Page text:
Do you want to join the US army? If yes, then you may want to know what a boot camp is, and what you can expect at such a training program.
The army basic training also known as an army boot camp is a training program that tests the endurance levels of future recruits with rigorous programs. Only if, the soldiers pass these tests, they can become a soldier in the US army. These programs are intense and very challenging, designed to push the recruits to their limits and to get them used to a way of life that they are pretty protected from. A quick jump into this kind of living, forces them to adjust themselves quickly to the situation at hand. In this CareerStint article we discuss these boot camps, and what you will be expected to do.
One of the most basic requirements of an army camp is that, the soldiers have to pass a physical test that is given at the Reception Battalion, which is just an introduction to the workout. For male cadets, this means that they have to do 13 push-ups, 17 sit-ups, and run a distance of 1 mile in less than eight and half minutes. All recruits need to pass this test, which is just a fraction of the kind of training workouts they will have to do once they are in. For active army services, you need to be at least 18 years old. If you have parental consent, then you are allowed to recruit at the age of 17. The maximum age limit is 42 years. Medical requirements specify that, you need to be in good health and of a condition that does not hinder any services that you may be required for. As of 2010, your sexual orientation may still be the grounds for refusal of enlistment, but the Army does not inquire about your orientation. The educational requirements to get into the army, is a high school diploma. The minimal education levels though, depend on what post you’re applying for. Other requirements include, not being a single parent, not having more than two children, passing the armed forces qualifying test, and undergoing a financial assessment. You will also be given a list of things of what to bring with you for the camp.
If you are training in a camp for the U.S. army, there are five military boot camp locations, which you could be sent to, for your Basic Combat Training (BCT) or your Advanced Individual Training (AIT). These locations are Fort Benning in Ohio, Fort Jackson in South Carolina, Fort Leonard Wood in Missouri, Fort Knox in Kentucky, and Fort Sill in Oklahoma. Fort Jackson is the largest training center for initial entry to the United States Army. Of all its soldiers, this center alone provides training to 50% of the male soldiers and 80% of the women soldiers.
Boot camps can be divided into three phases; phase I, which is the red phase or the Patriot phase, phase II, which is the white phase or the Gunfighter phase, and the phase III, which is the blue phase or Warrior phase. The basic training lasts for nine weeks. In phase I, recruits are constantly monitored by drill sergeants. They are hauled up for the slightest fault, to ensure that an attention-to-detail trait is drilled into them. Training consists of an intensive workout that has several sessions of different exercises. These workouts are very hard, and tend to push you to your limits, as they try to test how much can you exert yourselves. Hand to hand combat training is an important part of this phase. In phase II, soldiers start weapon training and target practice. They are familiarized with bayonets, tanks, and other heavy weapons. Before moving on to the third phase, soldiers are tested for their proficiency with various weapons. Phase III is widely considered to be the most difficult of the three phases with soldiers expected to pass nighttime operations and other taxing physical exercises.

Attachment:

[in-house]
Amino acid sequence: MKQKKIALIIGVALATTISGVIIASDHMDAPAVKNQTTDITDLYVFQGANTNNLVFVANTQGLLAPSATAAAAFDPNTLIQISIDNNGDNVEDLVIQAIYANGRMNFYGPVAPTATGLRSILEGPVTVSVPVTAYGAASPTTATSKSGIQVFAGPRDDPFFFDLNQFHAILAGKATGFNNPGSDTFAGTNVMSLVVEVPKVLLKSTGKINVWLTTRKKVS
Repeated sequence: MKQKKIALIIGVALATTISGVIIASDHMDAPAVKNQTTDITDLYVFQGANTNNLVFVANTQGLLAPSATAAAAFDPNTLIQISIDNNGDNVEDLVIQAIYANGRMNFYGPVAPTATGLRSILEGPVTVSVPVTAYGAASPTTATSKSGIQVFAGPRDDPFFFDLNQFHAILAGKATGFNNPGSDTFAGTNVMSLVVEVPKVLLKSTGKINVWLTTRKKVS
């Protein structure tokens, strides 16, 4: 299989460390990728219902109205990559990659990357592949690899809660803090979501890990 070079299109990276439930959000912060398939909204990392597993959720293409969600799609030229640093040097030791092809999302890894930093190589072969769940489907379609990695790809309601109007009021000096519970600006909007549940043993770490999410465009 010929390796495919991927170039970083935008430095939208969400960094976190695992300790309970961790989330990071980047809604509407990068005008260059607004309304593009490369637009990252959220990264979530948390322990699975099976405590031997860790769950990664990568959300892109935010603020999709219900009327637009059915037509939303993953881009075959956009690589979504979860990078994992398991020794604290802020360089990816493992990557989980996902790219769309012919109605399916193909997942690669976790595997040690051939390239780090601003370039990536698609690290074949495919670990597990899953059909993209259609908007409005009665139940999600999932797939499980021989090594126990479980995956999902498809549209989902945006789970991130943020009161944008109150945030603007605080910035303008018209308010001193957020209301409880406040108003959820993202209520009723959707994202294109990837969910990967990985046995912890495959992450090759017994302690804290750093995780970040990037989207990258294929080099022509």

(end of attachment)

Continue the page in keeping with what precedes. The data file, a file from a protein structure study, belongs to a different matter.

Given below is the general daily schedule at such a camp. Most camps around the world including navy and air force boot camps follow a schedule that is more or less similar to the schedule given here, with a few alterations depending on the needs of the training program and other conditions.
|Daily Schedule at Army Boot Camp|
|1800||Drill Sergeant Time|
There is a list of activities, in which, if the soldier indulges, can be hauled up and punished according to what is considered suitable. The offenses that are punishable when you are at the camp training are given below. This is just an indicative list and not an exhaustive list. It is possible that there are many other activities that may be considered punishable.
- Use of any product made of tobacco.
- Consuming food at any other time than the hours specified or at any other place than the designated area.
- Contraband possession
- Insubordination of any form towards a senior officer.
- Failing in the line of duty.
- Absenteeism without taking leave.
If found guilty of being involved in any of the specified punishable activities, then the drill sergeant in charge, may give the soldier non-judicial punishment which could include, restriction in terms of place of work, recreation, pay cuts, reduction of rank or demotion, reprimand in either oral or written form, etc. All these punishments could be in addition to an increase in the number of exercises that the soldier needs to perform. In worst case scenario, it is possible that a soldier may be dishonorably discharged from the forces.
Once you finish the different phases, as a soldier of the US army, it would be your duty to protect the interests of the residents of America. Now that you know what to expect from such a camp, you can register yourself, if you think that a career in the military is for you.